StATS: Grow up and learn how to do Statistics (November 8, 2007).
I attended a talk by Dr. Martha Curley about parental presence during invasive procedures and resuscitation. Early in the talk, Dr. Curley mentioned a bell shaped curve and mentioned "the statistician in me" which was a surprising but appreciated revelation (Dr. Curley is a faculty member of the University of Pennsylvania School of Nursing).
I asked her about this and she said that the first time she was introduced to Statistics, she was apprehensive. But she learned in her career that if she was going to advocate changes in clinical practice, she had to bring data with her. It wouldn't be enough to just say, you should do this because I think it is a good idea. But people do change when they are presented with the appropriate data.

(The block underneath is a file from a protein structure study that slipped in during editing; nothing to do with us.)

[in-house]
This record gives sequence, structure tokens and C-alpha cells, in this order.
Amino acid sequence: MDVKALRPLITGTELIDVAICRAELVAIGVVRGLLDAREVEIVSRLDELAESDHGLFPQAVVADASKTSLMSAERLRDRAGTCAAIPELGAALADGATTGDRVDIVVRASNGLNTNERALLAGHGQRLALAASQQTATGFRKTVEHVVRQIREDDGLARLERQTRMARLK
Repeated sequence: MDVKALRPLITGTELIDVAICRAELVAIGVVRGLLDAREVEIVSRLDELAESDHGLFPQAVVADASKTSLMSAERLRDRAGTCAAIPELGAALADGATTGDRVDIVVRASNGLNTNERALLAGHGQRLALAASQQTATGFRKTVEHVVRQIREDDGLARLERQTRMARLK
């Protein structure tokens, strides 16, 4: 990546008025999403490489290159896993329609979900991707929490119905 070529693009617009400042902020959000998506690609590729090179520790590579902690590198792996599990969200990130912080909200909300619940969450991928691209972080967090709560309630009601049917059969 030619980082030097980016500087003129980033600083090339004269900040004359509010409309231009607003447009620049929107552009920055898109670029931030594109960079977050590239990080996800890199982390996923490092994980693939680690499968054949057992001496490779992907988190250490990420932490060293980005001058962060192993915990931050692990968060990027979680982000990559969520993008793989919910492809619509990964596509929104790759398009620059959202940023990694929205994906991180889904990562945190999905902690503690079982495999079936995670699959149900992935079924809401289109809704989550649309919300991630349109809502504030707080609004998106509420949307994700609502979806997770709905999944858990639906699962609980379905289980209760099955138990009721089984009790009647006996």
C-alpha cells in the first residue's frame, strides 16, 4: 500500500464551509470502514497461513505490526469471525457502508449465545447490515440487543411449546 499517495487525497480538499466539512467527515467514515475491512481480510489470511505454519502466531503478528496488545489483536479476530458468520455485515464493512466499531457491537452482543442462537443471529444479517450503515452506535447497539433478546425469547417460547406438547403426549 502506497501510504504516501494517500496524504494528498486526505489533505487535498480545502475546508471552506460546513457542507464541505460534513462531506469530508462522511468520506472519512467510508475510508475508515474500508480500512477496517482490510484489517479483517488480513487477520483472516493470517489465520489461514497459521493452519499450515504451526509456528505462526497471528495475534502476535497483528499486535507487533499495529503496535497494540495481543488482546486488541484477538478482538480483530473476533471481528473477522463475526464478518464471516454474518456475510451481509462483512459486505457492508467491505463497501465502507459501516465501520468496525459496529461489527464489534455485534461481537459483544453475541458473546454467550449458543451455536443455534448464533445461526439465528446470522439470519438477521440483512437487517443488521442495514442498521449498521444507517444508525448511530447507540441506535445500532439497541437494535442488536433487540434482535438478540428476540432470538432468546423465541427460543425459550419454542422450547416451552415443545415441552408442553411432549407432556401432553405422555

This was a revelation to me and made me realize that those of you who are medical professionals cannot afford to hide behind the fiction that Statistics is too complex to master. Such an attitude does not serve you well and diminishes your influence and authority. If you don't get squeamish about inserting a urinary catheter, then stop pretending you will never get comfortable with a number like a standard deviation. Grow up, and learn how to do Statistics, just like you learned how to do other things that are difficult, but important. You'll be a better person for it.
This page was written by Steve Simon while working at Children's Mercy Hospital. Although I do not hold the copyright for this material, I am reproducing it here as a service, as it is no longer available on the Children's Mercy Hospital website. Need more information? I have a page with general help resources. You can also browse for pages similar to this one at Category: Human side of statistics.